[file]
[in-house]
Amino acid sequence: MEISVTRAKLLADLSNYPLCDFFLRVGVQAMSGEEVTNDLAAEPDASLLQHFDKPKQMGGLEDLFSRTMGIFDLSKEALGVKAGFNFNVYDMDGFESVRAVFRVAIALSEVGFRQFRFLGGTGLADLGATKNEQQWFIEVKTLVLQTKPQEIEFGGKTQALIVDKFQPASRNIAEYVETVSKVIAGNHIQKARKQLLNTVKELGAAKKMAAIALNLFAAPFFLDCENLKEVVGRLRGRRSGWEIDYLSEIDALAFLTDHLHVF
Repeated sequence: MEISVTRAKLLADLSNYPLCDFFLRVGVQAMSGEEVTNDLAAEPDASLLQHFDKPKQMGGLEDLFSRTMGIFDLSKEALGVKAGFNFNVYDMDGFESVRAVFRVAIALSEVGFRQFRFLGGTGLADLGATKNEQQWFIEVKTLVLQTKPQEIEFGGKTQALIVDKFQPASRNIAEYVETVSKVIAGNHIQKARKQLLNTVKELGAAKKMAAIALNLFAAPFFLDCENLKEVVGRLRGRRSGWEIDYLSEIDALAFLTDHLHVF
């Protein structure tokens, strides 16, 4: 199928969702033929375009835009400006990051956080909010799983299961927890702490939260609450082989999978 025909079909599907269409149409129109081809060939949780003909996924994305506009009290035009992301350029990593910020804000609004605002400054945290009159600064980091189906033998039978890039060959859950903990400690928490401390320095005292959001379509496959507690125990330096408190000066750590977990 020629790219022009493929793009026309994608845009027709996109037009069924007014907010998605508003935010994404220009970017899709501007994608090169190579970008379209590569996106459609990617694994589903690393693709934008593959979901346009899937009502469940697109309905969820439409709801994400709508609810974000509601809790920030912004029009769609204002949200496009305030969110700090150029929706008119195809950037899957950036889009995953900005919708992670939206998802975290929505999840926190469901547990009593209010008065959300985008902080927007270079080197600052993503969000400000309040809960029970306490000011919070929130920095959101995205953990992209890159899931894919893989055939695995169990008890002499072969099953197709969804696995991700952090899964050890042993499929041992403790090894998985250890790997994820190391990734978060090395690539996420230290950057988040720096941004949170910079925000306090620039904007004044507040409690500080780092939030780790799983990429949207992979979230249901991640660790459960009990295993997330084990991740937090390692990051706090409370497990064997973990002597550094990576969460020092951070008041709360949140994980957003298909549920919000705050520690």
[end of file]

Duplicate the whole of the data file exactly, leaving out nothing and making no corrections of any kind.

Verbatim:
[in-house]
Amino acid sequence: MEISVTRAKLLADLSNYPLCDFFLRVGVQAMSGEEVTNDLAAEPDASLLQHFDKPKQMGGLEDLFSRTMGIFDLSKEALGVKAGFNFNVYDMDGFESVRAVFRVAIALSEVGFRQFRFLGGTGLADLGATKNEQQWFIEVKTLVLQTKPQEIEFGGKTQALIVDKFQPASRNIAEYVETVSKVIAGNHIQKARKQLLNTVKELGAAKKMAAIALNLFAAPFFLDCENLKEVVGRLRGRRSGWEIDYLSEIDALAFLTDHLHVF
Repeated sequence: MEISVTRAKLLADLSNYPLCDFFLRVGVQAMSGEEVTNDLAAEPDASLLQHFDKPKQMGGLEDLFSRTMGIFDLSKEALGVKAGFNFNVYDMDGFESVRAVFRVAIALSEVGFRQFRFLGGTGLADLGATKNEQQWFIEVKTLVLQTKPQEIEFGGKTQALIVDKFQPASRNIAEYVETVSKVIAGNHIQKARKQLLNTVKELGAAKKMAAIALNLFAAPFFLDCENLKEVVGRLRGRRSGWEIDYLSEIDALAFLTDHLHVF
């Protein structure tokens, strides 16, 4: 199928969702033929375009835009400006990051956080909010799983299961927890702490939260609450082989999978 025909079909599907269409149409129109081809060939949780003909996924994305506009009290035009992301350029990593910020804000609004605002400054945290009159600064980091189906033998039978890039060959859950903990400690928490401390320095005292959001379509496959507690125990330096408190000066750590977990 020629790219022009493929793009026309994608845009027709996109037009069924007014907010998605508003935010994404220009970017899709501007994608090169190579970008379209590569996106459609990617694994589903690393693709934008593959979901346009899937009502469940697109309905969820439409709801994400709508609810974000509601809790920030912004029009769609204002949200496009305030969110700090150029929706008119195809950037899957950036889009995953900005919708992670939206998802975290929505999840926190469901547990009593209010008065959300985008902080927007270079080197600052993503969000400000309040809960029970306490000011919070929130920095959101995205953990992209890159899931894919893989055939695995169990008890002499072969099953197709969804696995991700952090899964050890042993499929041992403790090894998985250890790997994820190391990734978060090395690539996420230290950057988040720096941004949170910079925000306090620039904007004044507040409690500080780092939030780790799983990429949207992979979230249901991640660790459960009990295993997330084990991740937090390692990051706090409370497990064997973990002597550094990576969460020092951070008041709360949140994980957003298909549920919000705050520690």